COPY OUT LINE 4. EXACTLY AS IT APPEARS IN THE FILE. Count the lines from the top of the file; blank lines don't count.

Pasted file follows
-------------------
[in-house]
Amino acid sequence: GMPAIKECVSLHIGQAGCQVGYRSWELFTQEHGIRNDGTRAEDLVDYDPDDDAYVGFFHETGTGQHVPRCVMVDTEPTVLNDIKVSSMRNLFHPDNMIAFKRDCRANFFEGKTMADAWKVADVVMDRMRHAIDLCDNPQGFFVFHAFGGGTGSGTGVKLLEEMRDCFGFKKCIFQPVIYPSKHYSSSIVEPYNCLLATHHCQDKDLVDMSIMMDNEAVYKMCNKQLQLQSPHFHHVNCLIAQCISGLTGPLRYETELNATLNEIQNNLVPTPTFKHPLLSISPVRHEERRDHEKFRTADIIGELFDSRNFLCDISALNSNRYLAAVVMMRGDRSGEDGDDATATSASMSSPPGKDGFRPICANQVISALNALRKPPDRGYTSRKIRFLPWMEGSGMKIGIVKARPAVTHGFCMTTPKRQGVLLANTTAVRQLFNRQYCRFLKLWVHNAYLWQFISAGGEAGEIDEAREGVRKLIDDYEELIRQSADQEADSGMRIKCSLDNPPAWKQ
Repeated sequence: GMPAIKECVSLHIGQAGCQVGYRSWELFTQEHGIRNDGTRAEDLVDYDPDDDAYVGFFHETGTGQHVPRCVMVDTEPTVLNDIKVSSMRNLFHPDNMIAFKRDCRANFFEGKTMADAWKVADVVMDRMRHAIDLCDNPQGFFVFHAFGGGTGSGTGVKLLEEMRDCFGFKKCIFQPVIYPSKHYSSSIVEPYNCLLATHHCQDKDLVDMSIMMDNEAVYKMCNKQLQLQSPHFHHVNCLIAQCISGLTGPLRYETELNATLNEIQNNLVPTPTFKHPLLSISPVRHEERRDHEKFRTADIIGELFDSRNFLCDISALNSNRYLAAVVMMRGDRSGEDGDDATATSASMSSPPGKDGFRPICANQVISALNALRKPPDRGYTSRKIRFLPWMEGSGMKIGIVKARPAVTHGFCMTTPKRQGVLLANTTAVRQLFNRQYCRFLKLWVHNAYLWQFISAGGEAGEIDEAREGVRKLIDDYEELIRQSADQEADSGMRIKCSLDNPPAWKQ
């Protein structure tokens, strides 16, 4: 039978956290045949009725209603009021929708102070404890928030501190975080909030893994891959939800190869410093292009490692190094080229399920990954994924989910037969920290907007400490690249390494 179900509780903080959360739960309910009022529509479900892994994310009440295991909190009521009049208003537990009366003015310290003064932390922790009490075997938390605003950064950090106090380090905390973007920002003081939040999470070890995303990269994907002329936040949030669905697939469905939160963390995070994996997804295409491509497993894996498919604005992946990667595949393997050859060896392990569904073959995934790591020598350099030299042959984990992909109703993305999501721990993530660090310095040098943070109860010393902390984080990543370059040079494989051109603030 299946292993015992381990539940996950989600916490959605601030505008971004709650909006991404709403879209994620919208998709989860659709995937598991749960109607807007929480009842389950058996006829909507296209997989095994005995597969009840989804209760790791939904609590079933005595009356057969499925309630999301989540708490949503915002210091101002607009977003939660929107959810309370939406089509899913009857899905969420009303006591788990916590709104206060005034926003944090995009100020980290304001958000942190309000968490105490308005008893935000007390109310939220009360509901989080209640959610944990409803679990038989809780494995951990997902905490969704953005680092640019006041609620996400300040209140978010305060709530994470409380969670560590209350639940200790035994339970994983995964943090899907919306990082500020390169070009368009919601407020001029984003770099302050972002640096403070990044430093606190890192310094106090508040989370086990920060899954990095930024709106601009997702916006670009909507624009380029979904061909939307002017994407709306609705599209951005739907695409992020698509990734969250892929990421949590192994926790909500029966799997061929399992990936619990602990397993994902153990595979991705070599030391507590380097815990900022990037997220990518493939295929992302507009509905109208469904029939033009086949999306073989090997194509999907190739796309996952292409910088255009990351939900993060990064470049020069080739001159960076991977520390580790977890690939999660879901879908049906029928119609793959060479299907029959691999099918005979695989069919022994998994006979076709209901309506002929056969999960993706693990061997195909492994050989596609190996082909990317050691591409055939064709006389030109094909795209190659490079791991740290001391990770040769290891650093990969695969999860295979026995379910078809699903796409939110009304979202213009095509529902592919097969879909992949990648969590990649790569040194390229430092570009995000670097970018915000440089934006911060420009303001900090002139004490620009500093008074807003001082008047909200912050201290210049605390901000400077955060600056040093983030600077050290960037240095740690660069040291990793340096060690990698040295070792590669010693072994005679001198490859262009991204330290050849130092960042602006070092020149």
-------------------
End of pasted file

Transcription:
């Protein structure tokens, strides 16, 4: 039978956290045949009725209603009021929708102070404890928030501190975080909030893994891959939800190869410093292009490692190094080229399920990954994924989910037969920290907007400490690249390494 179900509780903080959360739960309910009022529509479900892994994310009440295991909190009521009049208003537990009366003015310290003064932390922790009490075997938390605003950064950090106090380090905390973007920002003081939040999470070890995303990269994907002329936040949030669905697939469905939160963390995070994996997804295409491509497993894996498919604005992946990667595949393997050859060896392990569904073959995934790591020598350099030299042959984990992909109703993305999501721990993530660090310095040098943070109860010393902390984080990543370059040079494989051109603030 299946292993015992381990539940996950989600916490959605601030505008971004709650909006991404709403879209994620919208998709989860659709995937598991749960109607807007929480009842389950058996006829909507296209997989095994005995597969009840989804209760790791939904609590079933005595009356057969499925309630999301989540708490949503915002210091101002607009977003939660929107959810309370939406089509899913009857899905969420009303006591788990916590709104206060005034926003944090995009100020980290304001958000942190309000968490105490308005008893935000007390109310939220009360509901989080209640959610944990409803679990038989809780494995951990997902905490969704953005680092640019006041609620996400300040209140978010305060709530994470409380969670560590209350639940200790035994339970994983995964943090899907919306990082500020390169070009368009919601407020001029984003770099302050972002640096403070990044430093606190890192310094106090508040989370086990920060899954990095930024709106601009997702916006670009909507624009380029979904061909939307002017994407709306609705599209951005739907695409992020698509990734969250892929990421949590192994926790909500029966799997061929399992990936619990602990397993994902153990595979991705070599030391507590380097815990900022990037997220990518493939295929992302507009509905109208469904029939033009086949999306073989090997194509999907190739796309996952292409910088255009990351939900993060990064470049020069080739001159960076991977520390580790977890690939999660879901879908049906029928119609793959060479299907029959691999099918005979695989069919022994998994006979076709209901309506002929056969999960993706693990061997195909492994050989596609190996082909990317050691591409055939064709006389030109094909795209190659490079791991740290001391990770040769290891650093990969695969999860295979026995379910078809699903796409939110009304979202213009095509529902592919097969879909992949990648969590990649790569040194390229430092570009995000670097970018915000440089934006911060420009303001900090002139004490620009500093008074807003001082008047909200912050201290210049605390901000400077955060600056040093983030600077050290960037240095740690660069040291990793340096060690990698040295070792590669010693072994005679001198490859262009991204330290050849130092960042602006070092020149």